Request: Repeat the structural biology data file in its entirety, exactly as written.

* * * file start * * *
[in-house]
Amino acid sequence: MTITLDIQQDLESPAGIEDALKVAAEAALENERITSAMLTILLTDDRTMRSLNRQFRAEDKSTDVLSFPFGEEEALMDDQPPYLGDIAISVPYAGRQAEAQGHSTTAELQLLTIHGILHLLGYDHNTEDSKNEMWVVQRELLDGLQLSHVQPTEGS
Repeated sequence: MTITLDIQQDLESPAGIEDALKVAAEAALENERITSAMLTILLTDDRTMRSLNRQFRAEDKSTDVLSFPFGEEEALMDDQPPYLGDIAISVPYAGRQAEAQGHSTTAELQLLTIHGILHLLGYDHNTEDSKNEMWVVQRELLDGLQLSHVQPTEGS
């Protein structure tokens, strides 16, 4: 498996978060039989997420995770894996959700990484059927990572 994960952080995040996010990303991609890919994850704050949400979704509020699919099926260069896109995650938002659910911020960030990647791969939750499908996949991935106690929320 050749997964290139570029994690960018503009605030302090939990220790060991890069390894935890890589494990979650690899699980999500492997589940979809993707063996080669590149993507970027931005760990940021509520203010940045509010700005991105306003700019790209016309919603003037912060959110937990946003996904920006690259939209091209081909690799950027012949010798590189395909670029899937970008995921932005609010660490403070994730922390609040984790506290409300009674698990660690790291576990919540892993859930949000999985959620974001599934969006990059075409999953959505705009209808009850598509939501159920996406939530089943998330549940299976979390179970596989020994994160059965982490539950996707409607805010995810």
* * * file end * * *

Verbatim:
[in-house]
Amino acid sequence: MTITLDIQQDLESPAGIEDALKVAAEAALENERITSAMLTILLTDDRTMRSLNRQFRAEDKSTDVLSFPFGEEEALMDDQPPYLGDIAISVPYAGRQAEAQGHSTTAELQLLTIHGILHLLGYDHNTEDSKNEMWVVQRELLDGLQLSHVQPTEGS
Repeated sequence: MTITLDIQQDLESPAGIEDALKVAAEAALENERITSAMLTILLTDDRTMRSLNRQFRAEDKSTDVLSFPFGEEEALMDDQPPYLGDIAISVPYAGRQAEAQGHSTTAELQLLTIHGILHLLGYDHNTEDSKNEMWVVQRELLDGLQLSHVQPTEGS
């Protein structure tokens, strides 16, 4: 498996978060039989997420995770894996959700990484059927990572 994960952080995040996010990303991609890919994850704050949400979704509020699919099926260069896109995650938002659910911020960030990647791969939750499908996949991935106690929320 050749997964290139570029994690960018503009605030302090939990220790060991890069390894935890890589494990979650690899699980999500492997589940979809993707063996080669590149993507970027931005760990940021509520203010940045509010700005991105306003700019790209016309919603003037912060959110937990946003996904920006690259939209091209081909690799950027012949010798590189395909670029899937970008995921932005609010660490403070994730922390609040984790506290409300009674698990660690790291576990919540892993859930949000999985959620974001599934969006990059075409999953959505705009209808009850598509939501159920996406939530089943998330549940299976979390179970596989020994994160059965982490539950996707409607805010995810």